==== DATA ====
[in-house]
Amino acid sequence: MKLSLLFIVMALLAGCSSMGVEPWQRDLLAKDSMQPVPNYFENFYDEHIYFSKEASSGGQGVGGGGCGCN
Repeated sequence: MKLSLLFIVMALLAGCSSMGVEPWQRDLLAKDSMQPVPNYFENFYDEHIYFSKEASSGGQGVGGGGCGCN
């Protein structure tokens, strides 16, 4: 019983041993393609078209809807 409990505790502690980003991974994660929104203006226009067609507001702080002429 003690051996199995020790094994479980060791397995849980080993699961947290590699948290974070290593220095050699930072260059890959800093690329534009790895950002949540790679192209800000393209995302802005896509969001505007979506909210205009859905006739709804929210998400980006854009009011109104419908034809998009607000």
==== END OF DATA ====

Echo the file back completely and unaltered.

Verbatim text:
[in-house]
Amino acid sequence: MKLSLLFIVMALLAGCSSMGVEPWQRDLLAKDSMQPVPNYFENFYDEHIYFSKEASSGGQGVGGGGCGCN
Repeated sequence: MKLSLLFIVMALLAGCSSMGVEPWQRDLLAKDSMQPVPNYFENFYDEHIYFSKEASSGGQGVGGGGCGCN
């Protein structure tokens, strides 16, 4: 019983041993393609078209809807 409990505790502690980003991974994660929104203006226009067609507001702080002429 003690051996199995020790094994479980060791397995849980080993699961947290590699948290974070290593220095050699930072260059890959800093690329534009790895950002949540790679192209800000393209995302802005896509969001505007979506909210205009859905006739709804929210998400980006854009009011109104419908034809998009607000």